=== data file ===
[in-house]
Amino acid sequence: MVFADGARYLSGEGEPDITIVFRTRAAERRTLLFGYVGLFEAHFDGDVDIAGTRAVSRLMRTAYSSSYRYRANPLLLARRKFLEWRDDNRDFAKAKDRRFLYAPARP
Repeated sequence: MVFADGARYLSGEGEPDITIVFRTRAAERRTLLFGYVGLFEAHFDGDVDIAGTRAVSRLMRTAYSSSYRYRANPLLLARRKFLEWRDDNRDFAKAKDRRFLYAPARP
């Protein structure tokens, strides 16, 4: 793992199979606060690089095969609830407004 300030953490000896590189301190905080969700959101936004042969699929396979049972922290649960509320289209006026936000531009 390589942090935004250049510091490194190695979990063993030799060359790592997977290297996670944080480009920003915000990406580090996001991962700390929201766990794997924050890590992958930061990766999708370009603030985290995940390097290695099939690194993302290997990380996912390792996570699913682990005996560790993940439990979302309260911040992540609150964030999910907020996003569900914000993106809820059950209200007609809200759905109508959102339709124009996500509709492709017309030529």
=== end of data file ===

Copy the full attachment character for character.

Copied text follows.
[in-house]
Amino acid sequence: MVFADGARYLSGEGEPDITIVFRTRAAERRTLLFGYVGLFEAHFDGDVDIAGTRAVSRLMRTAYSSSYRYRANPLLLARRKFLEWRDDNRDFAKAKDRRFLYAPARP
Repeated sequence: MVFADGARYLSGEGEPDITIVFRTRAAERRTLLFGYVGLFEAHFDGDVDIAGTRAVSRLMRTAYSSSYRYRANPLLLARRKFLEWRDDNRDFAKAKDRRFLYAPARP
């Protein structure tokens, strides 16, 4: 793992199979606060690089095969609830407004 300030953490000896590189301190905080969700959101936004042969699929396979049972922290649960509320289209006026936000531009 390589942090935004250049510091490194190695979990063993030799060359790592997977290297996670944080480009920003915000990406580090996001991962700390929201766990794997924050890590992958930061990766999708370009603030985290995940390097290695099939690194993302290997990380996912390792996570699913682990005996560790993940439990979302309260911040992540609150964030999910907020996003569900914000993106809820059950209200007609809200759905109508959102339709124009996500509709492709017309030529």